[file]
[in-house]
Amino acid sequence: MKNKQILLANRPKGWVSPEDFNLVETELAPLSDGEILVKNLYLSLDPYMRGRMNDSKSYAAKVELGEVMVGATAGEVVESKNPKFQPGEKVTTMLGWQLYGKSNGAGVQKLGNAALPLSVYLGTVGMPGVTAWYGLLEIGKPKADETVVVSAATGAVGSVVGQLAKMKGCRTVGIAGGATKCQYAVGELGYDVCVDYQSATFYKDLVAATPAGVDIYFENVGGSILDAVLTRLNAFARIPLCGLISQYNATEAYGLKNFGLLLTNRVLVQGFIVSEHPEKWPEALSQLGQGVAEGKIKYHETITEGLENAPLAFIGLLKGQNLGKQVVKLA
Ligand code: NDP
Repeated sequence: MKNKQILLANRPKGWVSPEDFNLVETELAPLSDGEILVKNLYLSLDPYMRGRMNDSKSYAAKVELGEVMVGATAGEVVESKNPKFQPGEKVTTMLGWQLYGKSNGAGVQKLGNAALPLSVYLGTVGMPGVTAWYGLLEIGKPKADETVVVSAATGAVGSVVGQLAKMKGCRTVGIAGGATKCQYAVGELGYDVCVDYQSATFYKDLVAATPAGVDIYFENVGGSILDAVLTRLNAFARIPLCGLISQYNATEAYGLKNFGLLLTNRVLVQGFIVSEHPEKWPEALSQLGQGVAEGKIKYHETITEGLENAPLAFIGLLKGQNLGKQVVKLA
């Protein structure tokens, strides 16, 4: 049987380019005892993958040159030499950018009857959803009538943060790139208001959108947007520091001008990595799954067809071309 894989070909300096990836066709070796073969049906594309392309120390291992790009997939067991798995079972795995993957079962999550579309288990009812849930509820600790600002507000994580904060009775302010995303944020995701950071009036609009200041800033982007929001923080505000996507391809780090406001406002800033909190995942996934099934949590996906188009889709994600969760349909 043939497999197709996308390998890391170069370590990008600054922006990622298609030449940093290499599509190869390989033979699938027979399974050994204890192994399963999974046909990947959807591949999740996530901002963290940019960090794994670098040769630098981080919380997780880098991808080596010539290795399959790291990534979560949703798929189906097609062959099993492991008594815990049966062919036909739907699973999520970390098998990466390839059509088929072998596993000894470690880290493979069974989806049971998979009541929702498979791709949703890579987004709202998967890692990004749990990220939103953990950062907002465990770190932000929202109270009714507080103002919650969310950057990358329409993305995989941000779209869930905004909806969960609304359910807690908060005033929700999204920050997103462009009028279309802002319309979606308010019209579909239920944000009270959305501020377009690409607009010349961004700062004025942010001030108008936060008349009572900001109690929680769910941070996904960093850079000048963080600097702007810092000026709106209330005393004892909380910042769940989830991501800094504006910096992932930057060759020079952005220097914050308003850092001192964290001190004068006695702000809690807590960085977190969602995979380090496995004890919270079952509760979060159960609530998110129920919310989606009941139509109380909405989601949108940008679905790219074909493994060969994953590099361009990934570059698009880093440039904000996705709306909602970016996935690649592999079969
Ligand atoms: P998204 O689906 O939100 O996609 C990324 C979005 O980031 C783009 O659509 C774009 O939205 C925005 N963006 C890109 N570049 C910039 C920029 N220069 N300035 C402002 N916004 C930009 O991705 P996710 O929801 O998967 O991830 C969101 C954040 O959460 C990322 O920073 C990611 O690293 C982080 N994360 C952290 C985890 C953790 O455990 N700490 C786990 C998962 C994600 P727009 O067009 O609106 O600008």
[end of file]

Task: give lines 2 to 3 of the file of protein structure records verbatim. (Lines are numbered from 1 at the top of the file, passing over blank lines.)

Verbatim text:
Amino acid sequence: MKNKQILLANRPKGWVSPEDFNLVETELAPLSDGEILVKNLYLSLDPYMRGRMNDSKSYAAKVELGEVMVGATAGEVVESKNPKFQPGEKVTTMLGWQLYGKSNGAGVQKLGNAALPLSVYLGTVGMPGVTAWYGLLEIGKPKADETVVVSAATGAVGSVVGQLAKMKGCRTVGIAGGATKCQYAVGELGYDVCVDYQSATFYKDLVAATPAGVDIYFENVGGSILDAVLTRLNAFARIPLCGLISQYNATEAYGLKNFGLLLTNRVLVQGFIVSEHPEKWPEALSQLGQGVAEGKIKYHETITEGLENAPLAFIGLLKGQNLGKQVVKLA
Ligand code: NDP